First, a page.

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Pension decision time for those approaching 50

Anyone fortunate enough to be contemplating an early retirement may have to make a decision on when they stop work sooner rather than later.

As from 6 April 2010, the minimum age at which people can draw their private pensions will change, with the age rising from 50 to 55.

The change could affect up to four million: the one million who will reach 50 during the next year and the three million who are already aged between 50 and 54.

Anyone who chooses not to draw on their private pensions before 6 April will not be able to do so until 2015 thereafter.

There is no obligation to draw on all the funds in a pension pot, and some of those who do will be able to continue to work and make contributions to their retirement savings.

One argument for dipping into a pension early is that the tax-free lump sum part of the fund (25 per cent of the worth of the entire fund for personal pensions) can be used to add a little leeway to personal finances at a time when money may be tight. The sum could help to wipe out any amount owing on a mortgage, for example.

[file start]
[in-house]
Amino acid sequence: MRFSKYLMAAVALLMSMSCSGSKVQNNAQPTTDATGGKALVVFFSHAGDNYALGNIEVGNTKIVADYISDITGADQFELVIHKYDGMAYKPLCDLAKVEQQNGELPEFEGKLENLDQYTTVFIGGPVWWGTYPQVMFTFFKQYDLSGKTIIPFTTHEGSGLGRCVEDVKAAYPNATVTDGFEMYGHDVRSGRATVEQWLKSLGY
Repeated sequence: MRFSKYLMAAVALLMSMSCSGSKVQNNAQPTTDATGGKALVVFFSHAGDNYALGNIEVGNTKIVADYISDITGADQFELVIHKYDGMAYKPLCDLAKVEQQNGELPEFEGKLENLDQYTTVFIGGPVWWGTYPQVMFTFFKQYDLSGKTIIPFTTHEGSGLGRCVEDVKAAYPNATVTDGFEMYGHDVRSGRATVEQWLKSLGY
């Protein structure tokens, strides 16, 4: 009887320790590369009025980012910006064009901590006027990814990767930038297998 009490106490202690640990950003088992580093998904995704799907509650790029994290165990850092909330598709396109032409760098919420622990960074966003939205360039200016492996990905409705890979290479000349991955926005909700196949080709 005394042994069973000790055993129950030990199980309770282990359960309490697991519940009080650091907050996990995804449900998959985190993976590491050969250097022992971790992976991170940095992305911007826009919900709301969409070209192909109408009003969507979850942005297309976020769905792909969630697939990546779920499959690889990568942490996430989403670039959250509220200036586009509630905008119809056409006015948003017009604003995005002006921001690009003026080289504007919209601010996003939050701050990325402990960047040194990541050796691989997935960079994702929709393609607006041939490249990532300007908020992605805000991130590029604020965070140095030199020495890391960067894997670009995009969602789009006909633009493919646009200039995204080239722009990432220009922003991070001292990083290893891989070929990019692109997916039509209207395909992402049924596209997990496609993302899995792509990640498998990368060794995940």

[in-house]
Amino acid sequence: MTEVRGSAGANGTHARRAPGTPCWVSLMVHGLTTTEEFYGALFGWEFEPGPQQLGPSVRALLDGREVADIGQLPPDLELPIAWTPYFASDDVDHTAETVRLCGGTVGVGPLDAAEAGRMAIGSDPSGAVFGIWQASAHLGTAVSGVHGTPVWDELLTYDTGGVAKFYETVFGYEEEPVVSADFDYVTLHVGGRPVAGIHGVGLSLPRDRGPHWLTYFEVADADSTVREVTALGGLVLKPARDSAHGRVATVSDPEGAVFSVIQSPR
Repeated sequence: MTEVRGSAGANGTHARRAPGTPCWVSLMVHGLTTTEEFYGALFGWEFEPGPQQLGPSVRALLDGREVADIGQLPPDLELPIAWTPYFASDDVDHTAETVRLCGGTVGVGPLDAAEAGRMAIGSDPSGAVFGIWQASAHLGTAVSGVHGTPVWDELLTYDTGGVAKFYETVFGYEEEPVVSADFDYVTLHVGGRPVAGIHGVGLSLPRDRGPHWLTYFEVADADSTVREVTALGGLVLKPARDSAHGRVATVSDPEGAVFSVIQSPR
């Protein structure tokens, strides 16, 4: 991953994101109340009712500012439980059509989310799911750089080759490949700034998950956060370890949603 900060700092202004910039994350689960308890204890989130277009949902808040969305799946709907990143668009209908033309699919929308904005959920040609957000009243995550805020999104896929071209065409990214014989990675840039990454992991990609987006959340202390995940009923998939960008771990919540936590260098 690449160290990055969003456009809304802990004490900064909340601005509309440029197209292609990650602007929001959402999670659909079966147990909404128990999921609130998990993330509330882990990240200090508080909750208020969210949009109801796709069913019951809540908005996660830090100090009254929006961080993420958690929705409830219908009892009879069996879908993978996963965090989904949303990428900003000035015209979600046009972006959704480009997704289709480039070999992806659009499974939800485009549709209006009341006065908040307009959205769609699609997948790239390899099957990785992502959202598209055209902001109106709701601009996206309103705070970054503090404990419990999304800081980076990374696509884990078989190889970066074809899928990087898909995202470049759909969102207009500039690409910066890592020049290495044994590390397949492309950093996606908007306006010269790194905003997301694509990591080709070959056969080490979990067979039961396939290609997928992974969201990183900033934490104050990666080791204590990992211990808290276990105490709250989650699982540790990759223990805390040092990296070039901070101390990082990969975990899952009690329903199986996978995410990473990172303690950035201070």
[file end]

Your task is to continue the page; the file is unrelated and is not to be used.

Whether you can unlock some of your pension and still carry on saving and working will depend in part on the sort of pension you hold.

Personal and stakeholder pensions offer the greatest freedom. Company pensions are more restrictive with just 10 per cent giving members the opportunity to extract a tax-free lump sum before they actually retire.

For anyone in the position to do so (setting aside those who can genuinely afford to put their feet up at 50 and not worry about the future), unlocking their pension funds may look attractive. There are, though, dangers.

Buying an annuity or shifting pension funds into an income-drawdown scheme, as you would have to with the remaining 75 per cent of a personal pension pot, may mean that your fund does not grow at a rate sufficient to cover your annual income withdrawals. Remember also that, by drawing early, the annual retirement income delivered by a pension will probably not match the sums that would have been available had you continued to save until you were older.

Pension unlocking is a complex area, and anyone thinking about a decision before the rule changes come into effect must take professional advice about the most sensible course of action.